Also I am aware of Knight's methods. They were top-notch for his day but he did not have the level of research that we have today at his disposal. At the time it was still a bit murky how the muscles fit over the bones of dinosaurs.

To my knowledge Knight never did "thin" sauropod legs. His "Brontosaurus" was very fat everywhere, including the legs.
Reply
:iconalgoroth:
Algoroth Featured By Owner Aug 7, 2012  Professional General Artist
To me, his bronto on land was just right. We problee never will agree on this, which is fine.

I got a lot of good to say about Burian, especially considering how he had to do his work.

Of course, Knight's available info was less than ours. He started operating over a century ago. I get ticked off a bit because we modern artists seem to think great art should be discounted because the artists had less info back then.

You do some gorgeous work. Some day soon, an intact Puertasaurus might be discovered and it might be a bit different from your current work. I would expect you to re-work your restoration because the new one would be far more accurate.

Does that mean the old one is suddenly bad art, or that you are a bad artist because your Mark 5 version was not quite right? No. It will remain just as beautiful a job, but not the one to go to for research or whatever.

I go to neither Knight nor Burian for the most scientifically accurate information, but I DO go to them for inspiration, for living work. The same with your restorations. IF your work was dead to my eyes, I would not even be talking to you.

Paul has done some great stuff, but he has yet to even be able to see Knight's dust for creating 'living' beasts in his art in a telescope, never mind surpassing the man. I've loved Paul's rex attacking a Triceratops drawing for years. Looked at it dozens of dozens of times. When looking for something that puts me in the thick of it and want to say "RUN!!!!!", Burian's rex attacking the duckbills raises goosebumps on me, wrong as the poses and anatomy might be. And THAT is what I am talking about.
Reply
:icontyrannosaurusprime:
TyrannosaurusPrime Featured By Owner Jul 7, 2012
Actually Discovery had a good dinosaur show in recent times: Remember Dinosaur Revolution?;) Their dinosaur reconstructions had interesting color scemes and many of them had vibrant colors, not to mention they had the most anatomically accurate dinosaurs of all time, and they did biostratigraphy REALLY WELL. Also, aside from the occasional anthropomorphism (justified since it was originally meant to be a docudrama rather than a full-on documentary), they did show many normal animal behaviors that were rarely shown (if at all) in popular culture (much of the screentime of the broken-jawed Allosaurus showed him either resting or drinking. Much of the screentime of the protagonist Tyrannosaurus rex pair showed them resting too).;)
Reply
:icongogosardina:
Gogosardina Featured By Owner Jul 5, 2012  Professional Traditional Artist
Sweet - been waiting for some time for you to produce a decent render of this wee beastie.
Reply
:iconcaptainkim:
captainkim Featured By Owner Jun 22, 2012
I really love sauropod dinos
Reply
:iconpaleo-king:
Paleo-King Featured By Owner Jun 26, 2012  Professional Traditional Artist
Thanks, they are my favorites too... especially brachiosaurs and titanosaurs.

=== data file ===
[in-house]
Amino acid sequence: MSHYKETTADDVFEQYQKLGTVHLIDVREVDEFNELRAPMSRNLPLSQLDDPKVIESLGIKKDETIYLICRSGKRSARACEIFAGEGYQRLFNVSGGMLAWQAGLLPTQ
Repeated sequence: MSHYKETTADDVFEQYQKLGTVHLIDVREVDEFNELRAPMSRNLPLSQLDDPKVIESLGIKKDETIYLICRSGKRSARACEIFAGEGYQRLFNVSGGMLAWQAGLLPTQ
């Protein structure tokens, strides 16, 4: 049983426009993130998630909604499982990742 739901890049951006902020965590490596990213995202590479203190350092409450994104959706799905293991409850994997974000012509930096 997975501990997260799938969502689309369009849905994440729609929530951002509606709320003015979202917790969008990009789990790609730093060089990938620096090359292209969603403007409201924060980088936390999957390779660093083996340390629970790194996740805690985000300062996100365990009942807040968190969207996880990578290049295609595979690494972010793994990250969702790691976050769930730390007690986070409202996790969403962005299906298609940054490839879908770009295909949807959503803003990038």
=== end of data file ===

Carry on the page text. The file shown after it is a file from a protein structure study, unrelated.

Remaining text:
Reply
:iconteratophoneus:
Teratophoneus Featured By Owner Jul 22, 2012
I thought your favourite is tarbosaurus
Reply
:iconpaleo-king:
Paleo-King Featured By Owner Jul 22, 2012  Professional Traditional Artist
That's my favorite theropod :XD: . But I like sauropods better.
Reply
:iconalgoroth:
Algoroth Featured By Owner Jun 14, 2012  Professional General Artist
AHAAAAAA!!!!!! COOL!!!!
Reply
:iconpaleo-king:
Paleo-King Featured By Owner Jun 14, 2012  Professional Traditional Artist
I knew one of these days you would find your way here LOL :XD:
Reply
:iconalgoroth:
Algoroth Featured By Owner Jun 15, 2012  Professional General Artist
As usual, beautiful art, well researched and done with integrity.

Not to beat a dead horse...eff it! Beat the critter! Your walking stance...two legs off the gound at the same time, same side...is perfectly in line with reality. Elephants do it all the time. The kinetics/energy of a moving aniaml allow for the seeming anomaly. After all, if the naysayers are correct, neither us humans nor birds could walk.

We'd always be falling down!

One can also Youtubee elephantiles walking...big, full-grown HEAVY elefinks!!!-and see it happen before their beady little eyes!
Reply
:iconpaleo-king:
Paleo-King Featured By Owner Jun 15, 2012  Professional Traditional Artist
Yeah, the stance in all of these poses is a mid-stride stance, so it's a snapshot of the animal's movements, not a static pose. I've had a lot of odd complaints about that, but this is basically to be taken like a photograph, not a video. They obviously weren't holding their legs off the ground like this for minutes on end... the pose is valid since it's momentary.

What I didn't forsee was how the parts of the skin pattern when tinted green would end up resembling your avatar :XD:
Reply
:iconalgoroth:
Algoroth Featured By Owner Jun 16, 2012  Professional General Artist
My avatar is coolness personified...:iconraptorlaplz: so your cool art is right in keeping with it.

Just a thought...AHEM! Might be kinda cool to make a version of one of these titanosaur restorations with the dino having fallen over...on Sandow...with the dino saying, "That's a relief! That pose was a BITCH to hold!" and Sandow saying "Get OFF of me!!!!!" :rofl:
Reply
:iconvasix:
vasix Featured By Owner Jun 9, 2012  Hobbyist Digital Artist
At last, the real Paralititan?
Reply
:iconpaleo-king:
Paleo-King Featured By Owner Jun 10, 2012  Professional Traditional Artist
Yes. This is as real as it gets (at least until more remains turn up). :D
Reply
:iconvasix:
vasix Featured By Owner Jun 15, 2012  Hobbyist Digital Artist